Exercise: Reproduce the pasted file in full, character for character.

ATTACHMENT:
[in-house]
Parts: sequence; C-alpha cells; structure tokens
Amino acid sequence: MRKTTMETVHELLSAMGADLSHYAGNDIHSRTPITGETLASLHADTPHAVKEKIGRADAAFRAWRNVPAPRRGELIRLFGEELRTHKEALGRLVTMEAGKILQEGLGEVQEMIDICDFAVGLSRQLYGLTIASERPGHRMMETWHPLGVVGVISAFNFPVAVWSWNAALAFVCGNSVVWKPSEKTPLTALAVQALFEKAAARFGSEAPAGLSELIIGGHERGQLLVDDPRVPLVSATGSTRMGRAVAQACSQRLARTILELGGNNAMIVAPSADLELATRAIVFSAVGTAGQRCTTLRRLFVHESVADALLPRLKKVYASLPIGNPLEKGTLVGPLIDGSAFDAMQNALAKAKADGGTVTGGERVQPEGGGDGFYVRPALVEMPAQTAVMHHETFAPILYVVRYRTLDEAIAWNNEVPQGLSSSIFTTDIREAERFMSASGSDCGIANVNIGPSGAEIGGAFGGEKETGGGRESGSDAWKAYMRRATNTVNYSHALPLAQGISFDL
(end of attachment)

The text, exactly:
[in-house]
Parts: sequence; C-alpha cells; structure tokens
Amino acid sequence: MRKTTMETVHELLSAMGADLSHYAGNDIHSRTPITGETLASLHADTPHAVKEKIGRADAAFRAWRNVPAPRRGELIRLFGEELRTHKEALGRLVTMEAGKILQEGLGEVQEMIDICDFAVGLSRQLYGLTIASERPGHRMMETWHPLGVVGVISAFNFPVAVWSWNAALAFVCGNSVVWKPSEKTPLTALAVQALFEKAAARFGSEAPAGLSELIIGGHERGQLLVDDPRVPLVSATGSTRMGRAVAQACSQRLARTILELGGNNAMIVAPSADLELATRAIVFSAVGTAGQRCTTLRRLFVHESVADALLPRLKKVYASLPIGNPLEKGTLVGPLIDGSAFDAMQNALAKAKADGGTVTGGERVQPEGGGDGFYVRPALVEMPAQTAVMHHETFAPILYVVRYRTLDEAIAWNNEVPQGLSSSIFTTDIREAERFMSASGSDCGIANVNIGPSGAEIGGAFGGEKETGGGRESGSDAWKAYMRRATNTVNYSHALPLAQGISFDL